According to my Goodreads profile, I read approximately 30 books in 2013, which frankly seems low. I feel as though I must have read more than 30 and simply failed to log them, but in reality, that’s probably true. I certainly started more than 30 books in 2013. So, in 2014, I’m going to try to finish more than 30 books. I’ve certainly got enough material: my electronic stack of books to be read (these are books I’ve already purchased) is nearly forty titles long, and that doesn’t even touch on the list of books I want to read (100+) or the physical books at my bedside, which stare in judgy disappointment at me whenever I choose to re-read Mary Stewart or Georgette Heyer on a quiet evening rather than try something new. Like Nick Hornby once said in the delightful column he wrote for The Believer about the books he bought and the books he actually read in a month, my book-buying policy is almost always “ludicrously optimistic”. So let’s shoot for 40 books read in 2014: at least two originally written in a language other than English and one straight up nonfiction non-memoir book.

I’m also planning to train for (and run in) a half marathon in 2014. And generally to Do Better, which is really more of a daily resolution for me, but it bears repeating.

Here’s to ludicrous optimism! Happy 2014!

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We All Need More Jane Austen In Our Lives

Although I may have given you plenty of reason to believe otherwise, I’m not a fan of the many, many spinoffs from Jane Austen’s novels. To me, generally speaking, the novels are perfect as they are, and I think we should just leave it there.

But, don’t you love the idea of making blackberry jam with blackberries picked on Box Hill, of Emma fame? LondonEats just did exactly that, and the photo of the view looks like it was taken out of one of the movies! Jam from farmers’ market berries just wouldn’t taste the same.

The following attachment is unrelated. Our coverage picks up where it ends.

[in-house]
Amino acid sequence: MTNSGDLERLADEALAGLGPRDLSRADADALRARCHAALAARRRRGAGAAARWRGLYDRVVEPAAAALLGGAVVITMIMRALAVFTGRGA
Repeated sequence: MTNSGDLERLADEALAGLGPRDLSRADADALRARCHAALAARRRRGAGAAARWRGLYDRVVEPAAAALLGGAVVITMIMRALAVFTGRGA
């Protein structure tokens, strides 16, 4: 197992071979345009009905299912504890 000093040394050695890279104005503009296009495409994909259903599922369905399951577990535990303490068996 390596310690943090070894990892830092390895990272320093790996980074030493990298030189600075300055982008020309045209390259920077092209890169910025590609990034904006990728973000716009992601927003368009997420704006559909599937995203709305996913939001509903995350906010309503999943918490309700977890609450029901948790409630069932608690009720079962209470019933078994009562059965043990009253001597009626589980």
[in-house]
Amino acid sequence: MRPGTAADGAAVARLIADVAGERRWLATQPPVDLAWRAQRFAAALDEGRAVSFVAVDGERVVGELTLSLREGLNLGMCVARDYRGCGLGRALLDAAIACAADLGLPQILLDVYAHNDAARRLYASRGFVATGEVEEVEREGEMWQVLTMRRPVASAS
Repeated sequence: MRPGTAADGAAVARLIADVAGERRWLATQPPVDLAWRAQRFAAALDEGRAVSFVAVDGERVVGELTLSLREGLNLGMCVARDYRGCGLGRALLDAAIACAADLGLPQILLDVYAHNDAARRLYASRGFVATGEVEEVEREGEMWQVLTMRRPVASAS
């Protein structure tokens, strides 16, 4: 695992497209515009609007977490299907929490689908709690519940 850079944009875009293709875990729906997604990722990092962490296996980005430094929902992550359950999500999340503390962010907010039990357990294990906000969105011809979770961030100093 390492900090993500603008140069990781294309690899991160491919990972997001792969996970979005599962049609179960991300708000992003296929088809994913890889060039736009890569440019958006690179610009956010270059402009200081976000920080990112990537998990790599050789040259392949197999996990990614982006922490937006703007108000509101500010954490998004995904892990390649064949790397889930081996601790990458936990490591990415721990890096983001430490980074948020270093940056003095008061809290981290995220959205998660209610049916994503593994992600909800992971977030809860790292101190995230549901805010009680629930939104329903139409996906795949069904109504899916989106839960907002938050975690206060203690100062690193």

And while I’m against spinoffs as a general rule, if you’re dramatizing some of my favorite stories of all time, well, that’s another story. Which brings me to…

EMMA APPROVED has started! Are you watching? I am! It’s the second web series by the same people who did the Lizzie Bennet Diaries, this time retelling the story of Emma. I was a latecomer to the whole Lizzie Bennet Diaries business — I only discovered this fantastic web series in August, and I unabashedly confess to some serious, serious binge-watching.

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Binge-watching with my very own Charlotte.

You’ll think to yourself, “Oh, the next episode is only 8 minutes,” but suddenly three hours have gone by. My sister says it’s a fascinating new way to tell stories, using the ways many of us document the stories of our lives today (Twitter, Facebook, and that whole mixed bag of social media as we know it).

And finally, I saw the Austenland movie in September. When I read the book ages ago, I thought it was only marginally entertaining, but it works really, really well as a movie (and they made the main character less irritating in the movie). It’s exactly the type of movie you want to have around as the days start getting shorter.

Have you come across any great Austen-related things lately?

Things Have Been Weird

It’s been a weird couple of months. I blame turning thirty back in July. Just, since then…it’s been weird. There were some great things and some other not so great things, and mostly I just didn’t feel one hundred percent like me one hundred percent of the time.

026Some examples: My birthday falls on the last day of a month, the same day my rent is due. In July, and for the first time ever in my life, I forgot to pay my rent. That’s the level of crazy-not-myself I’m talking about. Then, in August, I had to leave town on business and was completely incapable of getting myself organized for the trip, to the extent that I took a cab from the airport to the wrong hotel, got lost trying to find the right hotel, and ended up hailing a rescue cab somewhere toward the end of the Magnificent Mile in Chicago. Not quite the auspicious start to this brand-new-to-me decade that I’d hoped for.

020And then! Just this month, the power cord to my computer died a mysterious, untimely death! Has this ever happened to you? Have you ever even heard of anything like this happening before? I hadn’t! I thought those things just worked indefinitely world-without-end-amen! And I didn’t realize the power cord wasn’t working until my computer battery was failing fast and I was afraid of Losing Everything so I shut down and my computer has been sitting cold and silent for a full two weeks while I waited for a new one. Two weeks! Two is too many.

Well, we’re back in business now, ladies and gentlemen. I had so many things to say to you when my computer was dead, so stay tuned.

In the meantime, I’m pressing restart on this whole thirty thing.